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Trade Union Certification and Recognition

Trade Union Certification and Recognition

If there is union involvement in any of your workplaces, there are legal consequences that affect your dealings with individual union members and officials and with the unions themselves as organisations.

The Meaning of Certification and Recognition: Most union rights apply only to recognised, independent trade unions. A union will be certified as independent if it is not employer-linked. It is considered to be recognised by the employer if there is a recognition agreement between union and employer for collective bargaining purposes.

Statutory Recognition: Workers are entitled to have a trade union recognised where a majority of the workers concerned support the union, evidenced if a ballot shows that a majority of the workers voting and at least 40% of those eligible to vote support recognition.

There is a statutory procedure for union recognition (and deregonition) applicable to companies with more than 20 workers. Compulsory recognition of unions is limited to negotiations relating to pay (not including pensions), hours of work and holiday.

Immunity: In broad terms, recognised, independent unions are immune from being sued for industrial action for: conduct which might otherwise be a tort. However, the industrial action must be for a legitimate reason; in contemplation or furtherance of a trade dispute; supported by a majority voting in favour of the action by ballot; and that ballot must have been acted upon within 28 days.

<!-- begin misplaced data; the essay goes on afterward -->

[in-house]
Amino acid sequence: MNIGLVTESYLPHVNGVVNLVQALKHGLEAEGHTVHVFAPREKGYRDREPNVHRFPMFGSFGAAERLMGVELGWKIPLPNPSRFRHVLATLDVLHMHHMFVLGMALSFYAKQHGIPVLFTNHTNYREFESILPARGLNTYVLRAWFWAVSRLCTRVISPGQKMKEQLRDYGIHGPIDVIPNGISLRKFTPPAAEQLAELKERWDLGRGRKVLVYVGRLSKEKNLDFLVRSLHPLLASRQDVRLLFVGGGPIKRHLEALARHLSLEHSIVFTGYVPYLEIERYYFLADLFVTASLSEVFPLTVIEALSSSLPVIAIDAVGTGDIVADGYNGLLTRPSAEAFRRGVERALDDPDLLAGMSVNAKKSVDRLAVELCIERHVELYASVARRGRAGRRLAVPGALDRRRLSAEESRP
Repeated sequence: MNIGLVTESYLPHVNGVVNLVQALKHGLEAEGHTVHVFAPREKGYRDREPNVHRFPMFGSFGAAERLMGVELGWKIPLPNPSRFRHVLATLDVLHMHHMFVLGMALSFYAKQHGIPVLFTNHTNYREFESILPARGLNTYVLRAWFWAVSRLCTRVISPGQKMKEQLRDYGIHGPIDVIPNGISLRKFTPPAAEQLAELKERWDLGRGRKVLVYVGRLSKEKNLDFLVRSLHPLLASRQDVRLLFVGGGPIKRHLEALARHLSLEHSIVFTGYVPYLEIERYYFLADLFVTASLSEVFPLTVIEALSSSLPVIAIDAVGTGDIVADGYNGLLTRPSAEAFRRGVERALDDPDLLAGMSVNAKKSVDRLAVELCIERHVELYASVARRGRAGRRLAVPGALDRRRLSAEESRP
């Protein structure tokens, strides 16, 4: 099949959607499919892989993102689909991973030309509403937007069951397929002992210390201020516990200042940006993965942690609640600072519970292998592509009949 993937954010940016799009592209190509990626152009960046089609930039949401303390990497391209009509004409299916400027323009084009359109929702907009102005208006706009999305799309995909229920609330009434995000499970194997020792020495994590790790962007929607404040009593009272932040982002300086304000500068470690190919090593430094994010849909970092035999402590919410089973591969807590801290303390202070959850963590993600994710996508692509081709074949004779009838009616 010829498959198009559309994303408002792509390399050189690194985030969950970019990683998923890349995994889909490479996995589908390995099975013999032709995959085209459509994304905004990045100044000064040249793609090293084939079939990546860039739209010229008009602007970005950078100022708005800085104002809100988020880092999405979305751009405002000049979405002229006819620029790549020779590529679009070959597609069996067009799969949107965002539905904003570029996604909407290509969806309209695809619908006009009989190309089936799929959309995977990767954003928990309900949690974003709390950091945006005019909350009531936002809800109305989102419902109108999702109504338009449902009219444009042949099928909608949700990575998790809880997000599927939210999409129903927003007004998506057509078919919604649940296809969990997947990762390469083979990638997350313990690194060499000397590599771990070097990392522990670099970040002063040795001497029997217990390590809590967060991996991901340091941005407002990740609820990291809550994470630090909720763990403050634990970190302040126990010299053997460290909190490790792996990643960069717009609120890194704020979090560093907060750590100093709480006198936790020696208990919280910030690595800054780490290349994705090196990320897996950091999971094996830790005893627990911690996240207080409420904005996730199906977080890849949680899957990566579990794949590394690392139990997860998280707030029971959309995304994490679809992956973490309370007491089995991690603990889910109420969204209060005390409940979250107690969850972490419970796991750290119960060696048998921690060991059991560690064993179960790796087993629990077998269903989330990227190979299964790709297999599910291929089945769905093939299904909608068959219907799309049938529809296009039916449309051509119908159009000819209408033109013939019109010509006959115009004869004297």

Consultation Rights: In addition, such recognised, independent unions may be entitled to consultation in relation to redundancies and transfers of undertakings. In addition, these rights apply where the employee is considering contracting out of the state pension scheme. Employers are now required to inform and consult unions recognised under the the statutory procedure on their training policies and plans.

Other Union Rights: Such unions also have the right: to hold a secret ballot at the employer's premises; to appoint employee safety representatives; and to be provided with financial and trading information about the employer's business for collective bargaining purposes.

Individual Members' Rights: Many of the rights granted to individuals (except in the case of a transfer of undertaking or redundancies) are also limited to members of recognised independent trade unions.

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